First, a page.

Sift together the dry ingredients: flour, cornmeal, salt, sugar, baking powder, and coriander. Mix eggs, corn, onions, cilantro, and garlic together. Then add to dry ingredients, stirring just to combine. Place oil (1/2″ deep) in a large skillet. Heat over medium-high heat until the temperature reaches 350° Fahrenheit. Drop spoonfuls of batter into the hot oil and cook till golden on all sides and cooked through middle. Drain well on several layers of paper towels.

Recipes by Mark Tafoya


Here’s what our other Summer Fest friends are doing with corn. You can also follow along on Twitter with the hashtag #summerfood.

Margaret Roach: Away to Garden
Vintage corn Americana slideshow, and no-frills creamed corn

Michelle Buffardi: Cooking Channel’s Devour/The Blog (Scripps)
Browsing Corn Porn

Alison Sickelka: Food2 blog (Scripps)
Freezing Corn

FN Dish: Food Network
Creamed Corn-Off: Battle of the Southern Cooks

Healthy Eats: Food Network
Candied Corn and 4 more easy recipes

Cate O’Malley:
Corn and Spinach Stuffed Portobello Mushroom Caps

Paige Smith Orloff: The Sister Project
Memories of Corn Pancakes Past

Diane and Todd: White on Rice Couple
BBQ Chicken and Fresh Corn Pizza

Kelly Senyei: Just a Taste
Caramel Corn (plus pics of corn in its various popping stages)

Caroline Wright: The Wright Recipes
Pickled Corn with Summer Onion and Basil

Caron Golden: San Diego Foodstuff
Chino Corn Risotto with Chanterelles and Burrata

Tigress in a Jam
Cream Corn Scones (the perfect way to use up left over roasted or boiled corn)

Alana Chernila: Eating from the Ground Up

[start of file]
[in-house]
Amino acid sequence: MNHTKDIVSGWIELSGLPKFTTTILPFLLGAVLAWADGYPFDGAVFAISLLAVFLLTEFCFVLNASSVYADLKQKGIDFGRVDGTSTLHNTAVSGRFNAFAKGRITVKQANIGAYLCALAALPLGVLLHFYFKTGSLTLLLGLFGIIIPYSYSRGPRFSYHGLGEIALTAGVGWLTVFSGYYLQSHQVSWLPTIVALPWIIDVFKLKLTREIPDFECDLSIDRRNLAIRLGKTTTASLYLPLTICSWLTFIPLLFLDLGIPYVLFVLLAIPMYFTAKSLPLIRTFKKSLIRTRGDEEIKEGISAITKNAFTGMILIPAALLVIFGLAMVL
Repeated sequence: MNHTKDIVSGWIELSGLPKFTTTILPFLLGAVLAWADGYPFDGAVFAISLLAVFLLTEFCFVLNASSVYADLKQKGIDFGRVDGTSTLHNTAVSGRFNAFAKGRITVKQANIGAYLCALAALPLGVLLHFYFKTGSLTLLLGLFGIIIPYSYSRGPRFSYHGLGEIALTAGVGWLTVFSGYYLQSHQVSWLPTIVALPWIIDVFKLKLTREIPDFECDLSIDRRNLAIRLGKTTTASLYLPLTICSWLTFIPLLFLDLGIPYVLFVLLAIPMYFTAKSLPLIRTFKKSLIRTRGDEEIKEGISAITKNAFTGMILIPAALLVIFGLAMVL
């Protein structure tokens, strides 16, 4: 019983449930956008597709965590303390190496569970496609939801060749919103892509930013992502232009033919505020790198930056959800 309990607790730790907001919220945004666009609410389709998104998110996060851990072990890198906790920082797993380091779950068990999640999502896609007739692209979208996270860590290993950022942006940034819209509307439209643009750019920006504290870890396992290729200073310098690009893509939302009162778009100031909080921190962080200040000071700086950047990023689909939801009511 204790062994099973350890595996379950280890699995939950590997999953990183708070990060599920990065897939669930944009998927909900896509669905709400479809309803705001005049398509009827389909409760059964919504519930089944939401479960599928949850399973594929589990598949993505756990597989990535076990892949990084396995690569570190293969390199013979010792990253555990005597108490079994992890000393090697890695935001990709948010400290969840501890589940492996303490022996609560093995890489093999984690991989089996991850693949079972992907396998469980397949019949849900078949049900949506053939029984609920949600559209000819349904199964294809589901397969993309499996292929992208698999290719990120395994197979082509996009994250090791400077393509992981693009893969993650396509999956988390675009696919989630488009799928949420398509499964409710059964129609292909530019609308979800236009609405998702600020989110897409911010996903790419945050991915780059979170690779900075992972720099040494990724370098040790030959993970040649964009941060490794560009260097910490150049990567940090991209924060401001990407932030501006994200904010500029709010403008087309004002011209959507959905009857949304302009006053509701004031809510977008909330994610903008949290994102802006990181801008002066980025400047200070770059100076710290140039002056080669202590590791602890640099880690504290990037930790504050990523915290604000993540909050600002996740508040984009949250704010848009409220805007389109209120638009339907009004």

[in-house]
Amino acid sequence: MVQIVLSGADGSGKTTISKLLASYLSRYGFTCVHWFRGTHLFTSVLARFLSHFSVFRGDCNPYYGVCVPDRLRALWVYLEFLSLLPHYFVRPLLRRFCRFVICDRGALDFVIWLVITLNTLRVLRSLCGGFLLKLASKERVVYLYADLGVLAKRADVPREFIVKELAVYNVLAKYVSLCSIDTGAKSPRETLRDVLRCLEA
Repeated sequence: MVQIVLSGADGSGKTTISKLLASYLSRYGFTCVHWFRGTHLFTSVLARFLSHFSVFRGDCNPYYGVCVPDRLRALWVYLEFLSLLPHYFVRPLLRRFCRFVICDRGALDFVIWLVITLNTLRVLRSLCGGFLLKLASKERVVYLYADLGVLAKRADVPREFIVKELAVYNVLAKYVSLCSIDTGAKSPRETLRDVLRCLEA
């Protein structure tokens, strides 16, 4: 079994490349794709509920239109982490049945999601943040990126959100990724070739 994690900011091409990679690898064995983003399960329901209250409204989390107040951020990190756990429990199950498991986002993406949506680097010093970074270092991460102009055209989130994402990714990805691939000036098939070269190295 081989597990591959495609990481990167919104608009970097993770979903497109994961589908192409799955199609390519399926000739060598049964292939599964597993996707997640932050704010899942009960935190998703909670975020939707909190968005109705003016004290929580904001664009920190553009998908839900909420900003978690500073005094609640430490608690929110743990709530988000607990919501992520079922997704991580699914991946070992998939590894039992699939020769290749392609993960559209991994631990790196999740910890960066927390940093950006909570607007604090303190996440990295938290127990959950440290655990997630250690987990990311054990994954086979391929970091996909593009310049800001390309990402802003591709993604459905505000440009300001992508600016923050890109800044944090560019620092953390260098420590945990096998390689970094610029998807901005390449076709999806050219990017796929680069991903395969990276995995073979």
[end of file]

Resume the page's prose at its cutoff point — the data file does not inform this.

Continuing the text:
Corn on the Kabob (a recipe from her artist husband)

Judy: Divina Cucina
Fried Polenta Crostini with Porcini Ragu

Shauna Ahern: Gluten-Free Girl and the Chef
Sweet corn risotto (and how to make corn stock with husks and mirepoix)

Tara: Tea & Cookies
Farro Corn Salad with Tomatoes and Fresh Herbs

Nicole: Pinch My Salt
Creamed Corn with Bacon & Rosemary

Each Wednesday for the rest of the summer (and probably longer), a group of blogging friends including those above will swap our recipes and tips about the following harvest-fresh ingredients. Here’s the schedule:

7/28: Cukes ‘n Zukes
8/4: Corn
8/11: Herbs, Greens and Beans
8/18: Stone Fruit
8/25 Tomatoes

We each post something and then link to one another, so that you can travel around the combined effort, gathering the goodies. Sharing makes the experience even better, so if you have a recipe or tip that fits any of our weekly themes, you can do either of the following:

  • Leave a comment on participating blogs with a link to your recipe/tip
  • Publish a post of your own, and grab the juicy Summer Fest 2010 tomato badge (illustrated by Matt Armendariz of Mattbites)

We hope to see you in the kitchen!